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Travelling circus not a big hit in Glenwood in 1888

Frontier Diary
Willa Kane
Glenwood Springs, CO Colorado
Photo Courtesy Frontier Historical SocietyPosters advertising the Sells Floto Circus are seen in the window of Hughes Wholesale Liquors at 824 Grand Ave. Despite a poor showing by the Sells Brothers Circus in 1888, many other circuses performed in Glenwood Springs in the years following. The Sells Brothers Circus eventually joined with the Floto Dog and Pony show, becoming the Sells Floto Circus, which, before World War I, featured Buffalo Bill Cody.
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“Praise the fates, the circus is gone.”

– Ute Chief, July 14, 1888



Nature presented a hot, dry and dusty beginning to the Dog Days of Summer in 1888. A light winter snow pack in the high mountains coupled with little rain and wickedly hot temperatures proved that July in Glenwood Springs would be physically unbearable. The citizens of Glenwood Springs needed a diversion. That diversion came in the much anticipated arrival of the Sells Brothers Circus.

The Sells Brothers Circus was touring Colorado that July. It was advertised as being a three-ringed circus with an “elevated stage, royal Roman Hippodrome, five continent menagerie, Indian village and racing carnival.” Traveling from town to town by rail, the circus arrived at Glenwood’s Denver and Rio Grande depot at Seventh and Pitkin Avenue just before dawn on July 13. Little time was lost in unloading the 50 rail cars of animals, tents, poles, side shows and “general circus paraphernalia” at Enzensperger Park west of the town. Five passenger coaches for the circus performers and staff were also attached to the train. Included in the “circus paraphernalia” were the ingredients for a thirst quenching treat – lemonade.



To announce their arrival, the circus held a small late morning parade. The procession of animals and wagons kicked up a cloud of dust along the dry streets. Hucksters visited every residence and business in town, advertising the gate opening at 1 p.m. and the single performance beginning at 2 p.m. Soon, a crowd of 2,000 residents and visitors from other communities converged upon the grounds, waiting for the start of the show.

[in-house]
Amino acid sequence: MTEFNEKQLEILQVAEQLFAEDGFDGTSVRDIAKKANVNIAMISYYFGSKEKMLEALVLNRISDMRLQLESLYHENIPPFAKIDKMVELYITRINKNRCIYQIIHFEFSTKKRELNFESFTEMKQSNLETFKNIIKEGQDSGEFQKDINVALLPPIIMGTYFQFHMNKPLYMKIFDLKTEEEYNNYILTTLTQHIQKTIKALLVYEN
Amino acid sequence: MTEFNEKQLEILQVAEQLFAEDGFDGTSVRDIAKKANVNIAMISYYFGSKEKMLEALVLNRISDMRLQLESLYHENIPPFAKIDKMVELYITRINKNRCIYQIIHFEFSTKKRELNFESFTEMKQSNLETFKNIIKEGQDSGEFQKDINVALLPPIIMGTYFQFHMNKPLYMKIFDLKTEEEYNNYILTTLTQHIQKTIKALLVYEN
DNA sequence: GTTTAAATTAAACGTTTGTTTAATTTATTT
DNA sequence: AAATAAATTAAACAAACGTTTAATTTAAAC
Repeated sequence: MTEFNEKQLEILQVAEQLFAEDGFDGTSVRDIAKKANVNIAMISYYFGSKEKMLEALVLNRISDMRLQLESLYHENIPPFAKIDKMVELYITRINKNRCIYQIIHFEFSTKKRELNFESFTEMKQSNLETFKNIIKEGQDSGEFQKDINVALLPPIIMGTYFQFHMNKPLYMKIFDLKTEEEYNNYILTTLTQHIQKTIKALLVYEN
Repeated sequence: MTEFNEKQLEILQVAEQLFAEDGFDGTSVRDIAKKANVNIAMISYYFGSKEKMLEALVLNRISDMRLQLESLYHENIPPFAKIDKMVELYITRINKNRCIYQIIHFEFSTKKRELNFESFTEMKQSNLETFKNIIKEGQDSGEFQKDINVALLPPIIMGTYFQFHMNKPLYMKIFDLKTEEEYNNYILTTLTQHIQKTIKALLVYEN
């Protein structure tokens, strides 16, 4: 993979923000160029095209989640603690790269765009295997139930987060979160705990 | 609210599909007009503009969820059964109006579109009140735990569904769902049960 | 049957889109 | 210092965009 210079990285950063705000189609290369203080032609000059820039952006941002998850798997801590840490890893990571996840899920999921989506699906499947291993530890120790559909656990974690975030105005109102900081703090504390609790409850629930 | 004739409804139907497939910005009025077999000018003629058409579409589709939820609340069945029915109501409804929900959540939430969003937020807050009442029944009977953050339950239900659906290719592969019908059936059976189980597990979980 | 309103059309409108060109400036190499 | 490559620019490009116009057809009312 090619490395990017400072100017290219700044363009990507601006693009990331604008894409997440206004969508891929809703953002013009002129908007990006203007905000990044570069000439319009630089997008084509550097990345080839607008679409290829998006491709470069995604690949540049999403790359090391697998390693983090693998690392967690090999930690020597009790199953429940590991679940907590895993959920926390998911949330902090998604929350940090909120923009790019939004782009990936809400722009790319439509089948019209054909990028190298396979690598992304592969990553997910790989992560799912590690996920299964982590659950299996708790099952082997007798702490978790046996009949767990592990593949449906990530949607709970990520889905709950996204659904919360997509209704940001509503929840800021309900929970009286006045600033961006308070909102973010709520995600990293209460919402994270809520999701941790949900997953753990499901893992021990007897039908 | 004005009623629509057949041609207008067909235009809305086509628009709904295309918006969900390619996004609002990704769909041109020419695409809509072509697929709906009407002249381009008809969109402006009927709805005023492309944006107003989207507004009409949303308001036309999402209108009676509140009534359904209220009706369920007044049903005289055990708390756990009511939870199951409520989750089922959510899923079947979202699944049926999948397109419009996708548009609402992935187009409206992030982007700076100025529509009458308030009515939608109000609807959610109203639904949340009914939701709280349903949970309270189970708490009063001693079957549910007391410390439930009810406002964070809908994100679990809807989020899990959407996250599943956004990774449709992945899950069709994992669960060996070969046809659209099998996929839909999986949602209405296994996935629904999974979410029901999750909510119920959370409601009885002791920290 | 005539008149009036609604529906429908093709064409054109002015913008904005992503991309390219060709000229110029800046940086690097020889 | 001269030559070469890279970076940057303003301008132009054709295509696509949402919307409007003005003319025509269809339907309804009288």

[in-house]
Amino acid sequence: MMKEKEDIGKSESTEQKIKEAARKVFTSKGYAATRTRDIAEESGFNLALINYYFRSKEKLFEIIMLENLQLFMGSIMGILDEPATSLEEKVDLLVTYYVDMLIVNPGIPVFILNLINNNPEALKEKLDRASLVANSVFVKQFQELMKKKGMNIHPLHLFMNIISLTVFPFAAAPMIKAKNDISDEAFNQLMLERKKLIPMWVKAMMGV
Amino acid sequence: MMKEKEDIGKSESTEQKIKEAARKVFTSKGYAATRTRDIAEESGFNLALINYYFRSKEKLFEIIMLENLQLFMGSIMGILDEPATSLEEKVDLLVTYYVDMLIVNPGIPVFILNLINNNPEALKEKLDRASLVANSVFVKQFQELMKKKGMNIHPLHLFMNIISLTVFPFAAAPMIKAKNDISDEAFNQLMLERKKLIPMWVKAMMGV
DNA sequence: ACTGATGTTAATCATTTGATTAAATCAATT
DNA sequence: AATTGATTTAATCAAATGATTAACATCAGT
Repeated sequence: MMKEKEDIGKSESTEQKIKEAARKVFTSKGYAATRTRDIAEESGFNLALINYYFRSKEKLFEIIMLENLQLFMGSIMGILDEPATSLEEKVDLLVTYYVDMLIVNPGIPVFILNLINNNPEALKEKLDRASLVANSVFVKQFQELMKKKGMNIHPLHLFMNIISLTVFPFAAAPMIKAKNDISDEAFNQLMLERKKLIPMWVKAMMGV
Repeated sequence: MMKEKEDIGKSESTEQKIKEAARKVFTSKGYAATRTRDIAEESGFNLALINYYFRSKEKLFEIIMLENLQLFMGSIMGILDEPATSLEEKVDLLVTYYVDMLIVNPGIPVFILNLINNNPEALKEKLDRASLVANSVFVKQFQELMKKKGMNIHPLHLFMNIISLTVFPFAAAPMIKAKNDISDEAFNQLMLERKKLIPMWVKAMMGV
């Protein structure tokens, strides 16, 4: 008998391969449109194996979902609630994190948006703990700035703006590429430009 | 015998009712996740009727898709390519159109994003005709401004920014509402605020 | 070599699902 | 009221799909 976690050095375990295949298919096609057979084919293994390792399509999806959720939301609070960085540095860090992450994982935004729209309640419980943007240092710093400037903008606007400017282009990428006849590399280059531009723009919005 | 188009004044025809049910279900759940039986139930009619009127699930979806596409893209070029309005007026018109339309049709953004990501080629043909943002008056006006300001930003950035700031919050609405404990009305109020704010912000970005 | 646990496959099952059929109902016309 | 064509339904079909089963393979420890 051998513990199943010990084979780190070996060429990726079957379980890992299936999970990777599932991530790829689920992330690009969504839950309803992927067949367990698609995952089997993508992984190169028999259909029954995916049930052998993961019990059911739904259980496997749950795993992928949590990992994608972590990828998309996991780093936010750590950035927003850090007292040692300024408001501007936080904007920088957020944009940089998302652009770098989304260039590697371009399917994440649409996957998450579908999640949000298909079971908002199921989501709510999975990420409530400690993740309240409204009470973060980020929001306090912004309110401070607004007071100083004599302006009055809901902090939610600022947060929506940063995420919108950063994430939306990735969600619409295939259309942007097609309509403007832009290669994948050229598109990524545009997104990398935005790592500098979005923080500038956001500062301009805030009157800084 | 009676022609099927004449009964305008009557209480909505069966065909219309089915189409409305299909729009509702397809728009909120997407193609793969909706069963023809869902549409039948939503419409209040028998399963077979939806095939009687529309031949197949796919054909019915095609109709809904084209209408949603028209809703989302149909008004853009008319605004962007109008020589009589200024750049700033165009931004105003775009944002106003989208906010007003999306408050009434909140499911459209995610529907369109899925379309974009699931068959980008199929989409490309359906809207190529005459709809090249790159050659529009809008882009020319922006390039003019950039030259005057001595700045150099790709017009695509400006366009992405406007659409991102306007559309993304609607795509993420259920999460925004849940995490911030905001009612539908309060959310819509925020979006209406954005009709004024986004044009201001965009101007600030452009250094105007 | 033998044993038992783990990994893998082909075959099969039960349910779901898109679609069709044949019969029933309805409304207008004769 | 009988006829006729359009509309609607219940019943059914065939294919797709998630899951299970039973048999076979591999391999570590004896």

Patrons soon realized that the circus was less than quality. The show started 15 minutes late and lasted a mere one hour. The Ute Chief newspaper reported “the horses were poor, the riders were only fair, the clowns were way below par, and the artists generally second rate.” Warm and poor quality lemonade did little to quench a thirst or to make a poor show palatable.

Grumblings turned to allegations of open robbery. Marshal Scott investigated complaints by patrons of being swindled at the gate. Many complained of receiving only $1 bills in change when $5 or $10 bills should have been returned. The marshal reunited some with their money. Others, due to embarrassment from being duped, never reported their loss.

Reporters for the Ute Chief newspaper panned the circus performance, attaching the Sells name with the slang definition of the word “sell” which was to swindle, hoax, cheat or dupe. The paper declared that “the weather was warm enough to entitle the spectators to a first class show.”

A large group watched the circus train depart Glenwood Springs for Leadville, and a sigh of relief was felt throughout the town. The Ute Chief encouraged residents to get back to the work of building the community and “saving their odd change for the necessities of life.”

Willa Kane is former archivist of and a current volunteer with the Frontier Historical Society and Museum. “Frontier Diary” is provided to the Post Independent by the museum, 1001 Colorado Ave., Glenwood Springs. Summer hours are 11 a.m. to 4 p.m. Monday through Saturday. For more information, call 945-4448. “Frontier Diary” appears the first Tuesday of every month.


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